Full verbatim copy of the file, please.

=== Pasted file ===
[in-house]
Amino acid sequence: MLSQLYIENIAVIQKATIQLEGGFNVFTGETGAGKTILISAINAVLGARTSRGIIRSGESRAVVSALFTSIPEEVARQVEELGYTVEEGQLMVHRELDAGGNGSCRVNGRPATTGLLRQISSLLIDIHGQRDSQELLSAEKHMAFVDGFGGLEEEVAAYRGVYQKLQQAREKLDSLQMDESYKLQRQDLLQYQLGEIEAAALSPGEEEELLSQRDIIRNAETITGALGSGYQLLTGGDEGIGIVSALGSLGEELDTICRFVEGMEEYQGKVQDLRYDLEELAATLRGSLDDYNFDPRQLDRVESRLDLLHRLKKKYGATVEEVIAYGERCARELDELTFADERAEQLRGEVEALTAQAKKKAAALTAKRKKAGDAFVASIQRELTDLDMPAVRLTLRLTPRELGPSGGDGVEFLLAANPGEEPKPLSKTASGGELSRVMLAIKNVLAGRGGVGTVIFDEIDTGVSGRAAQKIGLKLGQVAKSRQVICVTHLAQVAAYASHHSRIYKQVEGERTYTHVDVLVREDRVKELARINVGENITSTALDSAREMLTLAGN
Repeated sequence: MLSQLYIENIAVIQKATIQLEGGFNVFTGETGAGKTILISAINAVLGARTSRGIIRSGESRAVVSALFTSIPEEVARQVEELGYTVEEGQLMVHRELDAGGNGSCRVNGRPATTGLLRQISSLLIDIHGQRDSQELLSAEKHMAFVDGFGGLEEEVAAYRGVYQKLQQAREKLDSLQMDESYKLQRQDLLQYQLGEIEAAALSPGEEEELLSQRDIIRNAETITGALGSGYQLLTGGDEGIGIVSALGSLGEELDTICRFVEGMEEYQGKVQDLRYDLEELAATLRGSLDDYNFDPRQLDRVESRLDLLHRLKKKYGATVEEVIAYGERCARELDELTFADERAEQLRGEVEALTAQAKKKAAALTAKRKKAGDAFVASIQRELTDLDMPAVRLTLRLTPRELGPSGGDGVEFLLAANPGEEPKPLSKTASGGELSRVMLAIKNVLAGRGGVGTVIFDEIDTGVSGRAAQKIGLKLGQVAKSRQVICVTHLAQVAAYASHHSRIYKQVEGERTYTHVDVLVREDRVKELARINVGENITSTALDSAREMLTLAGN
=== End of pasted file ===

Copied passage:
[in-house]
Amino acid sequence: MLSQLYIENIAVIQKATIQLEGGFNVFTGETGAGKTILISAINAVLGARTSRGIIRSGESRAVVSALFTSIPEEVARQVEELGYTVEEGQLMVHRELDAGGNGSCRVNGRPATTGLLRQISSLLIDIHGQRDSQELLSAEKHMAFVDGFGGLEEEVAAYRGVYQKLQQAREKLDSLQMDESYKLQRQDLLQYQLGEIEAAALSPGEEEELLSQRDIIRNAETITGALGSGYQLLTGGDEGIGIVSALGSLGEELDTICRFVEGMEEYQGKVQDLRYDLEELAATLRGSLDDYNFDPRQLDRVESRLDLLHRLKKKYGATVEEVIAYGERCARELDELTFADERAEQLRGEVEALTAQAKKKAAALTAKRKKAGDAFVASIQRELTDLDMPAVRLTLRLTPRELGPSGGDGVEFLLAANPGEEPKPLSKTASGGELSRVMLAIKNVLAGRGGVGTVIFDEIDTGVSGRAAQKIGLKLGQVAKSRQVICVTHLAQVAAYASHHSRIYKQVEGERTYTHVDVLVREDRVKELARINVGENITSTALDSAREMLTLAGN
Repeated sequence: MLSQLYIENIAVIQKATIQLEGGFNVFTGETGAGKTILISAINAVLGARTSRGIIRSGESRAVVSALFTSIPEEVARQVEELGYTVEEGQLMVHRELDAGGNGSCRVNGRPATTGLLRQISSLLIDIHGQRDSQELLSAEKHMAFVDGFGGLEEEVAAYRGVYQKLQQAREKLDSLQMDESYKLQRQDLLQYQLGEIEAAALSPGEEEELLSQRDIIRNAETITGALGSGYQLLTGGDEGIGIVSALGSLGEELDTICRFVEGMEEYQGKVQDLRYDLEELAATLRGSLDDYNFDPRQLDRVESRLDLLHRLKKKYGATVEEVIAYGERCARELDELTFADERAEQLRGEVEALTAQAKKKAAALTAKRKKAGDAFVASIQRELTDLDMPAVRLTLRLTPRELGPSGGDGVEFLLAANPGEEPKPLSKTASGGELSRVMLAIKNVLAGRGGVGTVIFDEIDTGVSGRAAQKIGLKLGQVAKSRQVICVTHLAQVAAYASHHSRIYKQVEGERTYTHVDVLVREDRVKELARINVGENITSTALDSAREMLTLAGN